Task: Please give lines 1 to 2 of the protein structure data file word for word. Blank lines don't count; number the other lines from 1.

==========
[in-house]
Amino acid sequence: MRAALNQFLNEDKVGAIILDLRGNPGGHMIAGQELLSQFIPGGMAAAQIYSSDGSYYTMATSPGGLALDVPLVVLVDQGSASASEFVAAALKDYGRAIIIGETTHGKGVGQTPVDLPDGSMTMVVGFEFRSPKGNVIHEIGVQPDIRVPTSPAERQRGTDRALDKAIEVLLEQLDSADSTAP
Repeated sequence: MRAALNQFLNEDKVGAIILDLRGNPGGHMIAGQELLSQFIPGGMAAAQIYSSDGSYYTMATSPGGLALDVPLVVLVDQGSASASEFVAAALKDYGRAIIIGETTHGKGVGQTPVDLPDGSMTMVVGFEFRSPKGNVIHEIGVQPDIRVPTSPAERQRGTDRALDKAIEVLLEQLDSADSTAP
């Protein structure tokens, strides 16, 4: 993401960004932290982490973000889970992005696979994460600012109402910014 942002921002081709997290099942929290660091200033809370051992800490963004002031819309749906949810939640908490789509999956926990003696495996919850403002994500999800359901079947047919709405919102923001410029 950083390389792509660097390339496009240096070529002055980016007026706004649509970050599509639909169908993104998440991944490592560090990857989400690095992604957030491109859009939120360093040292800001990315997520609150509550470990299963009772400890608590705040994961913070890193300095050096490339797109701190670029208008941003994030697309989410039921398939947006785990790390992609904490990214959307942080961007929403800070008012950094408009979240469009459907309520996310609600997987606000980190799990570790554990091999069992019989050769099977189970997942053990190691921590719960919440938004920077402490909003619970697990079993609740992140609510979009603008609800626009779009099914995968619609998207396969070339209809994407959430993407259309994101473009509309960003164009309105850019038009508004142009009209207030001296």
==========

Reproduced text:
[in-house]
Amino acid sequence: MRAALNQFLNEDKVGAIILDLRGNPGGHMIAGQELLSQFIPGGMAAAQIYSSDGSYYTMATSPGGLALDVPLVVLVDQGSASASEFVAAALKDYGRAIIIGETTHGKGVGQTPVDLPDGSMTMVVGFEFRSPKGNVIHEIGVQPDIRVPTSPAERQRGTDRALDKAIEVLLEQLDSADSTAP